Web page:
By Margaret H. Mason
In the 1950s and 60s, African-American workers in many of the bakery factories were not permitted to be mixers, because management feared that white people would not buy the bread if they discovered the bread dough had been touched by black hands.
I learned about this policy and the effect it had on bakery employees from an old friend and Bakers Union leader, Joe Barnett, whose voice still trembled 30 years later when he talked about the humiliation the workers endured at the bakery.
In THESE HANDS, a young boy learns about the things his grandfather used to be able to do, and not do, with his hands. In the process, young Joseph gains the assurance and confidence that his hands can do anything. Anything in the world.
For all the many titles that appear on segregation and protest for younger readers, this one stands tall not just for delving into a piece of labor history not previously covered, but for its ability to relate history with heart and resonance. (Picture book. 4-8)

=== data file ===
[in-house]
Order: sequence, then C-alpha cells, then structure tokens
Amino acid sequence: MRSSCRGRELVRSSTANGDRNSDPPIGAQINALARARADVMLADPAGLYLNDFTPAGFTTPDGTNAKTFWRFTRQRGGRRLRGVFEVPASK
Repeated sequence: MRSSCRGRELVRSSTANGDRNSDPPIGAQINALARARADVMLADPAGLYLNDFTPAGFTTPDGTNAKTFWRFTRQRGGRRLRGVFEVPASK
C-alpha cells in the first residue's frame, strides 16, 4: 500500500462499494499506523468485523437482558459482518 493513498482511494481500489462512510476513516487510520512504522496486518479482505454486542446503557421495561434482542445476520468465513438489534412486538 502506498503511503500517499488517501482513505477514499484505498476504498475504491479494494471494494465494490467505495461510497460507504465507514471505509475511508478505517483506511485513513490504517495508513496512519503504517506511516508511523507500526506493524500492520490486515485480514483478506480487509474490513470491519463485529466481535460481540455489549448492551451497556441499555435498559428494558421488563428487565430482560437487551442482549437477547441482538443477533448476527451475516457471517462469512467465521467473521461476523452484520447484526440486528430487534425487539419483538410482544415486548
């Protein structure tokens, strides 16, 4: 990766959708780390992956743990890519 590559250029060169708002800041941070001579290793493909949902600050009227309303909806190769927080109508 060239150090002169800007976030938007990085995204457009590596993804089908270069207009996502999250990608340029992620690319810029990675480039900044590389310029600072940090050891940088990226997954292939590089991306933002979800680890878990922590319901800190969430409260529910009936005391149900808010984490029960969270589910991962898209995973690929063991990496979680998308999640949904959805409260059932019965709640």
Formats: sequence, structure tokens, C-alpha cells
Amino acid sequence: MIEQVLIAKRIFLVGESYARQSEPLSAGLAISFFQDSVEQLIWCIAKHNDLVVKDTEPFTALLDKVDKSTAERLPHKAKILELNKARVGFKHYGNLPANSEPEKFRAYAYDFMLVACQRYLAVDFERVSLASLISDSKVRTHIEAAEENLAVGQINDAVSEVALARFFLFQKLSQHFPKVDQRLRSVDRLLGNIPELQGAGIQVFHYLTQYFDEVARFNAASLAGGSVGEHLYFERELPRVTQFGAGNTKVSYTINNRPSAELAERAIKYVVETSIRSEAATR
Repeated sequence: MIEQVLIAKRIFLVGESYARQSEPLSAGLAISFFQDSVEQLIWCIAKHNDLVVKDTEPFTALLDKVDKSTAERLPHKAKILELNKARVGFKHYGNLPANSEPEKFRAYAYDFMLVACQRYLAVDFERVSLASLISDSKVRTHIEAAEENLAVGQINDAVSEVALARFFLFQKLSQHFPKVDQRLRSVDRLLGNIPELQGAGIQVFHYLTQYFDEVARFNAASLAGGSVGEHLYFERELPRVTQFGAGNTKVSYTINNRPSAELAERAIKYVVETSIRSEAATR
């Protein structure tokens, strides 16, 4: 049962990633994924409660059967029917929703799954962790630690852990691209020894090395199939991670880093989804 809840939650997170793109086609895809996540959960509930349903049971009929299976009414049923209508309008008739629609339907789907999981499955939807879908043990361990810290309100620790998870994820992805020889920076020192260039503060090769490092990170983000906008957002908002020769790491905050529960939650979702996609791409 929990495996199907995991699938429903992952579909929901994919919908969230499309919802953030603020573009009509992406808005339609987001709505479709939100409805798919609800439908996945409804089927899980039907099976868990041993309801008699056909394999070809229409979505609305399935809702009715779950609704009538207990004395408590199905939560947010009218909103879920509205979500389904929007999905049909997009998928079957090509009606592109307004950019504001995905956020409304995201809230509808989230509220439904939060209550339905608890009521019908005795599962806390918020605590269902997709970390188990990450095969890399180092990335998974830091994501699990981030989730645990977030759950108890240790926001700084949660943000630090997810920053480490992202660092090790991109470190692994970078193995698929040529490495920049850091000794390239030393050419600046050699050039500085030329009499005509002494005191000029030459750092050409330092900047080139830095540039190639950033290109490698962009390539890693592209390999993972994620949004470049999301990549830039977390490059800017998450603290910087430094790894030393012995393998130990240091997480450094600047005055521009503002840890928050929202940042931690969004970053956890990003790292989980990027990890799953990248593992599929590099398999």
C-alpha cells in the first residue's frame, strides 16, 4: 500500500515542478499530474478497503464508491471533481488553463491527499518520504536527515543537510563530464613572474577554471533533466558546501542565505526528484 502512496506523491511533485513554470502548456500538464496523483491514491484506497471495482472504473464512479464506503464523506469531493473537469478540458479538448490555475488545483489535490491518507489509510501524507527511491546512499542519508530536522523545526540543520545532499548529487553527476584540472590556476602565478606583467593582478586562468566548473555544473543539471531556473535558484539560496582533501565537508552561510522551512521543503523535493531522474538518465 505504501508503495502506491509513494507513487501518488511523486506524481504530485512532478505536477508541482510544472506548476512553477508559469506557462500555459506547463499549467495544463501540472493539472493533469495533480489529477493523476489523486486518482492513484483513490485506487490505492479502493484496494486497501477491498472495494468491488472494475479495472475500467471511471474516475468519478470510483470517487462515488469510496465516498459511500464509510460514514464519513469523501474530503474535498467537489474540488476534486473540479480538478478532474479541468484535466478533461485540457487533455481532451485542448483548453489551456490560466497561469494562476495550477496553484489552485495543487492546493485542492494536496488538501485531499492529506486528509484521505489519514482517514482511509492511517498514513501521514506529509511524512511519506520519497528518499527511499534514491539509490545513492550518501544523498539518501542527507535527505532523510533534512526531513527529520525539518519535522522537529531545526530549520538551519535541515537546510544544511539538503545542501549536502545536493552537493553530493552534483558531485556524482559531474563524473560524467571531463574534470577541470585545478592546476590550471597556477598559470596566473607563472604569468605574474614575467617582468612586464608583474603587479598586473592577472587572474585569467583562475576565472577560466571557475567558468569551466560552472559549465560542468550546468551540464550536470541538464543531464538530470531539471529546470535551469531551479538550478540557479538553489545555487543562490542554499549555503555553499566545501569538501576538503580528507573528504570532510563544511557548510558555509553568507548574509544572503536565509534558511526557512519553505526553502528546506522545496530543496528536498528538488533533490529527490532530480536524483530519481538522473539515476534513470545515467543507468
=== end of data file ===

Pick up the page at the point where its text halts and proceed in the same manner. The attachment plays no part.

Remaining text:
...It's a moving study of multigenerational relationships and triumph over discrimination. Ages 4–8. (Mar.)
This picture book based on oral history from the Civil Rights Movement abounds in the rich, concrete symbolism that young readers will understand and retain. The narration is poetically told in the African-American oratory style made famous by Rev. King, and Grandfather’s voice sets the tone, made strong through repetition... Expansive spreads in Cooper’s signature muted, earth-toned oil-wash style follow, chronicling what those hands did to confront that injustice: writing petitions, carrying signs.
The story’s roots in rarely told history will widen the audience for this moving title to older readers, too.
— Hazel Rochman, Booklist
“Well worth reading at any time. . . . Simple but lyrical text and outstanding art worthy of any major award.”—BooksForKids blog, review